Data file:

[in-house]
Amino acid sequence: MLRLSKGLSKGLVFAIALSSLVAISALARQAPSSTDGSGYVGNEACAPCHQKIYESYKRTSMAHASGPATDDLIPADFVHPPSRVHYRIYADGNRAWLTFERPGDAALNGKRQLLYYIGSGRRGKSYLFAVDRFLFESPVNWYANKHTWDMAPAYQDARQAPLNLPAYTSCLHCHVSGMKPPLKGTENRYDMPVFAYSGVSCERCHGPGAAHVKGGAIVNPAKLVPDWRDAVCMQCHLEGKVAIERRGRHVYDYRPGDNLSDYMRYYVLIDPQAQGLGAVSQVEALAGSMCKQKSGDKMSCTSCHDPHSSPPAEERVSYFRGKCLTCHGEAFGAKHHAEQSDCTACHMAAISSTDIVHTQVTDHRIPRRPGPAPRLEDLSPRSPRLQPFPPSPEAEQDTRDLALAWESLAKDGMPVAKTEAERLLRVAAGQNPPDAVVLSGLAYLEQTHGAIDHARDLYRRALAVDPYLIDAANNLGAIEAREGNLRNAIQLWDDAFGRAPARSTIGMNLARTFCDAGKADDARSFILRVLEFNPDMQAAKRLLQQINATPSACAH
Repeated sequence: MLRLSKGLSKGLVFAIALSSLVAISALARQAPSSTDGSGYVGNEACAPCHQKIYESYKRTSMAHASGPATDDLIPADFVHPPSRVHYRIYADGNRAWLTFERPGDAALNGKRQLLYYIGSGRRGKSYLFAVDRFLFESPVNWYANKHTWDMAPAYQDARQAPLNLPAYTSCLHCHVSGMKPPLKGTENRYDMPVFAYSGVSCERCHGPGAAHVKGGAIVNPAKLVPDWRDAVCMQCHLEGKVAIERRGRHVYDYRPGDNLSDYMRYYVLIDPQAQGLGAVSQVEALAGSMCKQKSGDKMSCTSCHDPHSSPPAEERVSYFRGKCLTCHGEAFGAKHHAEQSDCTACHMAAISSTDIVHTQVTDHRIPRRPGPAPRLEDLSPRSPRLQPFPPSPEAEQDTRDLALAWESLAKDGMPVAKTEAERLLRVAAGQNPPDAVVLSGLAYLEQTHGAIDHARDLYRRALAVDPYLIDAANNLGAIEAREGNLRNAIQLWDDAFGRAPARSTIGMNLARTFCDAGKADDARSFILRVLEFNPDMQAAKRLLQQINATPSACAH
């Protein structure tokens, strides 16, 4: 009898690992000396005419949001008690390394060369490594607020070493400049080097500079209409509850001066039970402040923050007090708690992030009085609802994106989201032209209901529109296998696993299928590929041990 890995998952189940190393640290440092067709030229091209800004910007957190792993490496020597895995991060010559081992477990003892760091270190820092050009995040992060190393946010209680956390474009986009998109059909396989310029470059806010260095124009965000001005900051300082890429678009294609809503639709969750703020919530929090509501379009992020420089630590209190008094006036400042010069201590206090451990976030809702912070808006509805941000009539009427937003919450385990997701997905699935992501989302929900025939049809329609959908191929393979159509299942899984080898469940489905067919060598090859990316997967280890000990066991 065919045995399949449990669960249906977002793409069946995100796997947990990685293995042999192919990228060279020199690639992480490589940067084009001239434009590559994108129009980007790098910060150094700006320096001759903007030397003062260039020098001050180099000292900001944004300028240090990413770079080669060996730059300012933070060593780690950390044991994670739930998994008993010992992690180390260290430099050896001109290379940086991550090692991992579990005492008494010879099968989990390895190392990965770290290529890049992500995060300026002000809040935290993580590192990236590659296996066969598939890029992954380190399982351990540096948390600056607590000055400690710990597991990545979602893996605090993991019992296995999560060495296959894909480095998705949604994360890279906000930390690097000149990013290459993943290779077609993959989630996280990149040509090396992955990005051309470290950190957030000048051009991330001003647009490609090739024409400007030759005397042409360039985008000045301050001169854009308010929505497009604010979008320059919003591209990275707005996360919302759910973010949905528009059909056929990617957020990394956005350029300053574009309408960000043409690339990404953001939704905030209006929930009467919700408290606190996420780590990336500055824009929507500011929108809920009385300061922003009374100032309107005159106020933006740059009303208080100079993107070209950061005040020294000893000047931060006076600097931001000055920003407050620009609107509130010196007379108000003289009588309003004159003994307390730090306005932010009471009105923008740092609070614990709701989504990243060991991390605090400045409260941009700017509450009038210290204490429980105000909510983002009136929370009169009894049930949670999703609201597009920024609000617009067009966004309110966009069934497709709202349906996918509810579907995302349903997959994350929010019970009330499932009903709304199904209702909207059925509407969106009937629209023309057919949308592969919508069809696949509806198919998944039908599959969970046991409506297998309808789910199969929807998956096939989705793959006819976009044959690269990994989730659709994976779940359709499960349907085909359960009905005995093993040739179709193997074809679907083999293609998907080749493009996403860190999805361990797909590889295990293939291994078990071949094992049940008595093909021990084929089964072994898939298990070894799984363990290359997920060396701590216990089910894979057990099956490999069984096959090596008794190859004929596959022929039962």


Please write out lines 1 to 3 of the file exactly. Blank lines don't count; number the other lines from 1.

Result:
[in-house]
Amino acid sequence: MLRLSKGLSKGLVFAIALSSLVAISALARQAPSSTDGSGYVGNEACAPCHQKIYESYKRTSMAHASGPATDDLIPADFVHPPSRVHYRIYADGNRAWLTFERPGDAALNGKRQLLYYIGSGRRGKSYLFAVDRFLFESPVNWYANKHTWDMAPAYQDARQAPLNLPAYTSCLHCHVSGMKPPLKGTENRYDMPVFAYSGVSCERCHGPGAAHVKGGAIVNPAKLVPDWRDAVCMQCHLEGKVAIERRGRHVYDYRPGDNLSDYMRYYVLIDPQAQGLGAVSQVEALAGSMCKQKSGDKMSCTSCHDPHSSPPAEERVSYFRGKCLTCHGEAFGAKHHAEQSDCTACHMAAISSTDIVHTQVTDHRIPRRPGPAPRLEDLSPRSPRLQPFPPSPEAEQDTRDLALAWESLAKDGMPVAKTEAERLLRVAAGQNPPDAVVLSGLAYLEQTHGAIDHARDLYRRALAVDPYLIDAANNLGAIEAREGNLRNAIQLWDDAFGRAPARSTIGMNLARTFCDAGKADDARSFILRVLEFNPDMQAAKRLLQQINATPSACAH
Repeated sequence: MLRLSKGLSKGLVFAIALSSLVAISALARQAPSSTDGSGYVGNEACAPCHQKIYESYKRTSMAHASGPATDDLIPADFVHPPSRVHYRIYADGNRAWLTFERPGDAALNGKRQLLYYIGSGRRGKSYLFAVDRFLFESPVNWYANKHTWDMAPAYQDARQAPLNLPAYTSCLHCHVSGMKPPLKGTENRYDMPVFAYSGVSCERCHGPGAAHVKGGAIVNPAKLVPDWRDAVCMQCHLEGKVAIERRGRHVYDYRPGDNLSDYMRYYVLIDPQAQGLGAVSQVEALAGSMCKQKSGDKMSCTSCHDPHSSPPAEERVSYFRGKCLTCHGEAFGAKHHAEQSDCTACHMAAISSTDIVHTQVTDHRIPRRPGPAPRLEDLSPRSPRLQPFPPSPEAEQDTRDLALAWESLAKDGMPVAKTEAERLLRVAAGQNPPDAVVLSGLAYLEQTHGAIDHARDLYRRALAVDPYLIDAANNLGAIEAREGNLRNAIQLWDDAFGRAPARSTIGMNLARTFCDAGKADDARSFILRVLEFNPDMQAAKRLLQQINATPSACAH